Why Does Silicone Rubber Stick to Metal?

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Silicone rubber adhesive reacts with moisture in the air during the curing process.
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Silicone rubber sealant or adhesive bonds to many different surfaces, including metal, through a combination of mechanical and chemical adhesion. To understand the process of curing and bonding, it's necessary to understand the physical and chemical makeup of both the silicone rubber and the metal substrate during the application and curing process.


Mechanical Adhesion

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Mechanical adhesion occurs when one substance -- in this case, silicone rubber adhesive -- fills tiny voids in a second substance, such as metal. The friction of the adhesive against the edges of the small imperfections in the solid surface acts as a bond holding the two materials together. Mechanical adhesion works best when the metal substrate is clean and smooth, but not polished, since large irregularities and impurities such as oil and dust inhibit the connection between metal and sealant.

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Chemical Adhesion

Chemical adhesion occurs when the atoms at the surface of one substance bond with the atoms at the surface of the other in a chemical reaction. Silicone rubber is a polymer, or repeating chain of molecules. Each link in the chain contains atoms that are free to bond with atoms on the surface of the metal substrate, making the polymer a strong connection that can bend and flex while still adhering to the metal beneath it; a valuable property when external temperatures and moisture levels fluctuate.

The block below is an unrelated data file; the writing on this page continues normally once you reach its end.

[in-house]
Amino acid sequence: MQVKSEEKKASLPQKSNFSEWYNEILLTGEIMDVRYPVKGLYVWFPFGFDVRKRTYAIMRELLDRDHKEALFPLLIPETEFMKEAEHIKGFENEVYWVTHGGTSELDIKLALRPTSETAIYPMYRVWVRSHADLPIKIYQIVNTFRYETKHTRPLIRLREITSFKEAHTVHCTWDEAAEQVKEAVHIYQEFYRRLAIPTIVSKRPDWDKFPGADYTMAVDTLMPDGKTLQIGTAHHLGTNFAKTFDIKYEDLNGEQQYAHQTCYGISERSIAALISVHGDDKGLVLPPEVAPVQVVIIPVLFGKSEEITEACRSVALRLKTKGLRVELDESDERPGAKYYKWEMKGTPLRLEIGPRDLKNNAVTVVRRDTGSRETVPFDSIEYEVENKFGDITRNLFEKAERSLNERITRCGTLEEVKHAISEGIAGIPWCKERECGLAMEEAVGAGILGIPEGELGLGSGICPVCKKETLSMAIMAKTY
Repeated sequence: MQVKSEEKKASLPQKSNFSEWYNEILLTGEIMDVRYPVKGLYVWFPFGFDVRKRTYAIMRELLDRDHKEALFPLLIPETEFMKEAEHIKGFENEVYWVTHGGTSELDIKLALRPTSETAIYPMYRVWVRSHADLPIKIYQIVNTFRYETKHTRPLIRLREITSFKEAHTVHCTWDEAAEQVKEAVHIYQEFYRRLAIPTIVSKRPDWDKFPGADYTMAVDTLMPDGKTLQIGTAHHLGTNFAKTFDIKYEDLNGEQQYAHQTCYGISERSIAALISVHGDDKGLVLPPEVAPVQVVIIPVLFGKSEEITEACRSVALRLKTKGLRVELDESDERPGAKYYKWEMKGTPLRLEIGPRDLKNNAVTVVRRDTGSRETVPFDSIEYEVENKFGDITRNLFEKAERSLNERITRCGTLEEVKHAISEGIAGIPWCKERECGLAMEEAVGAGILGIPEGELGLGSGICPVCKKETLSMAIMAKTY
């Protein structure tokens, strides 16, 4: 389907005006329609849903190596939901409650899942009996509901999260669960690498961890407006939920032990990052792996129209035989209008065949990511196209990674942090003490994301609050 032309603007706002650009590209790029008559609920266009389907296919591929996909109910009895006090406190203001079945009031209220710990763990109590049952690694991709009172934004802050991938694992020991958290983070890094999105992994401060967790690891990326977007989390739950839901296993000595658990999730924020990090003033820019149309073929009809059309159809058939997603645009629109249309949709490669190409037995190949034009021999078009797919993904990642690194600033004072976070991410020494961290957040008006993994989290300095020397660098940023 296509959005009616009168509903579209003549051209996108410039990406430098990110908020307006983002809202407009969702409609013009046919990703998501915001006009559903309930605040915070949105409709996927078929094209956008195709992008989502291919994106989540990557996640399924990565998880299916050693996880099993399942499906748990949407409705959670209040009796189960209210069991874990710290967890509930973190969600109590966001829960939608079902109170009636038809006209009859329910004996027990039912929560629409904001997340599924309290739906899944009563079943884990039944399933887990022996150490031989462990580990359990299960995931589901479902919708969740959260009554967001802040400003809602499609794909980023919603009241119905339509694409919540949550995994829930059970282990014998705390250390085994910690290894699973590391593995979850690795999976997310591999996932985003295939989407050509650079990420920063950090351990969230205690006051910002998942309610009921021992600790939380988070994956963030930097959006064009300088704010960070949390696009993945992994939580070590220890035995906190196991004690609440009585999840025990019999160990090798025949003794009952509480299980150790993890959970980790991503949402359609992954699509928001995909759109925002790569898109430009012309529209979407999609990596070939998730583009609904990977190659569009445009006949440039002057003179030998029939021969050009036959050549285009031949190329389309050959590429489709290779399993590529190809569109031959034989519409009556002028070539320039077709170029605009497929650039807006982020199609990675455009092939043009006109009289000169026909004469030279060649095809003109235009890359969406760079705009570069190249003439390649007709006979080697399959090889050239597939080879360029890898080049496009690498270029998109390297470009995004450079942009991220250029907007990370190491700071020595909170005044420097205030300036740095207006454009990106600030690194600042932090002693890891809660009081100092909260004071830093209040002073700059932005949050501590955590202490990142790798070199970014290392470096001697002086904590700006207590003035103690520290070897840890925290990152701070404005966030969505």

Silicone rubber comes in different formulations that make it suitable for use on various metals and under diverse conditions. The different formulations contain chemical additives that change the composition and arrangement of the atoms on the ends of the silicone polymer that bond through chemical adhesion. They also affect the curing process and the physical properties of both the uncured silicone liquid or paste and the cured rubber sealant.


Curing Process

After application, silicone rubber adhesive changes physically from a malleable uncured product to a stiff, impervious finished product. This curing process is a chemical reaction precipitated by exposure to the moisture content of the air. In many formulations, the reaction produces acetic acid as a waste product, resulting in a distinctive odor. Curing starts with the formation of a thin, solid skin and continues down through the thickness of the adhesive layer over the course of a day or two until the silicone rubber is completely solid.



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